case inspection

Discussion in 'The Basics, Starting Out' started by granillanutz, Aug 12, 2013.

  1. granillanutz

    granillanutz Member

    Messages:
    20
    Joined:
    Jul 23, 2013
    I've recently obtained some 338 win mag rounds and cases. The factory loaded ammo seems to all have a "ding" in the case, but the handloaded rounds seem flawless. Some of the unprimed factory cases have not so perfect neck. Will these be acceptable to shoot or reload? Will the resizing dies fix such deformities?
     

    Attached Files:

  2. Lefty7mmstw

    Lefty7mmstw Well-Known Member

    Messages:
    4,280
    Joined:
    May 13, 2012
    Smaller dents will "blow out" when you shoot the casings after you load them. Run them through your sizer die to iron out the neck and trim square and have at it.
     

  3. SidecarFlip

    SidecarFlip Well-Known Member

    Messages:
    4,113
    Joined:
    Dec 12, 2011
    +1.

    Usually you see body dings on semi-auto fed brass where the ejection is abrupt like a 223-5.56 and sometimes 308 in OFMB.
     
  4. granillanutz

    granillanutz Member

    Messages:
    20
    Joined:
    Jul 23, 2013
    These rounds and cases were inherited by my would be mentor, so bare with me. Many rounds were labelled with max or close to max loads. Organizing them has been a challenge, but i'm getting there. I feel confident that the 338 loaded rounds and cases are virgins. new cases and new factory loads. Would it be a good idea to pull all of them and lower the powder to the minimum as i am new to this? I have shot a few, but upon furthur inspection of other cartriges, i ran across this box of split neck and obvious headspace... (whatstheword?). They were 270 at just about max load, and i think they've only been reloaded 2wice.
    There were a lot of loaded 270's that seemed to have that bright ring and a slight bulge. good thing i don't own a 270 ;)
     

    Attached Files:

  5. cohunter14

    cohunter14 Well-Known Member

    Messages:
    819
    Joined:
    Oct 11, 2012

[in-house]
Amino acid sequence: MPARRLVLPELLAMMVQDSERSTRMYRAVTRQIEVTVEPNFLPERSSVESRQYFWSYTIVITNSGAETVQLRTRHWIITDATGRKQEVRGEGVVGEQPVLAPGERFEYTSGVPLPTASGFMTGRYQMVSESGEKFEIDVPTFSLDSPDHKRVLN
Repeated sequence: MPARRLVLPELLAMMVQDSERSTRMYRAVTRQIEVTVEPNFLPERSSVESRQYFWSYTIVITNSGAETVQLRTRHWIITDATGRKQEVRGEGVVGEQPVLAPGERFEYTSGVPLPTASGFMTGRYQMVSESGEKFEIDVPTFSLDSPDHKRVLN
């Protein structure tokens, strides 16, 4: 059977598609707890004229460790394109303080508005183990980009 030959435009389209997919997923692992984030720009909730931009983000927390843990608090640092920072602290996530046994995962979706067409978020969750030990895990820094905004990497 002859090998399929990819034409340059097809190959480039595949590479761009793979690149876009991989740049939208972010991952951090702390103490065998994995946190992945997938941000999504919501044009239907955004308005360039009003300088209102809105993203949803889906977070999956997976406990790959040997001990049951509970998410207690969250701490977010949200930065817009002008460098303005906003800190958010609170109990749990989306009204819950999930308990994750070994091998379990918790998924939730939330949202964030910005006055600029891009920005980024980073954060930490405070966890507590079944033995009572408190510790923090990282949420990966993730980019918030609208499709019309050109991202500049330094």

If they are all labeled then that helps. Check to see where the loads are at compared to suggested minimum and maximum loads. If you haven't ever shot anything loaded with that powder and bullet, make sure you either start with or load up some closer to minimum loads and work your way up. If you are not seeing pressure signs, then you can keep moving up. By doing this, you should be able to find out if those loads will be okay in your gun or not. I definitely wouldn't just pop one of the max loads into your gun and shoot it though. You never know, they could be fine in your gun or they could be way over the max.
     
  6. granillanutz

    granillanutz Member

    Messages:
    20
    Joined:
    Jul 23, 2013
    I pulled apart my first bullet today. One of the hot loaded 270 rounds. 53 grains of imr4350 with 150 grain speer spitzer. Before i pulled it, i noticed the slight buldge and rind around the base. After pulling, i noticed the neck was cracked. The label said only fired twice.
    The 338s, however, were loaded light. 200gr nos bt w/imr4320 60gr=2672/sec and 3160 me w/nickel plated virgin cases... So im not too scared of those, but i still may pull them.
    His 270 was stolen, and he didnt use the 338 much because he didnt own it very long. From what ive read, i imagine that both the rounds being kinda hot and the rifle being fired so many times, there could be some head space problems. so hopefully the culpret will get some incipient head seperation to the eye.
    Im just glad i didnt give those rounds to my dad for his 270.
    Whats the price of scrap brass nowadays?
     
  7. ODAVID

    ODAVID Well-Known Member

    Messages:
    204
    Joined:
    Nov 12, 2008
    As a suggestion consider cutting one of the brass in half with the"bright ring" at the base. If you notice a groove above the base on the inside then you confirmed near head separation. As the case fires it tends to stretch and the brass flows from the rear forward.

    Another suggestion is take a paper clip and straighten it out and make a small hook about 1/8" long. If you suspect a "bright ring" in the future you can feel the groove on the questionable brass if it is there or not rather then throwing it out or cutting in in half. Continue to use the cut in half brass for a bases as to what the groove feels like.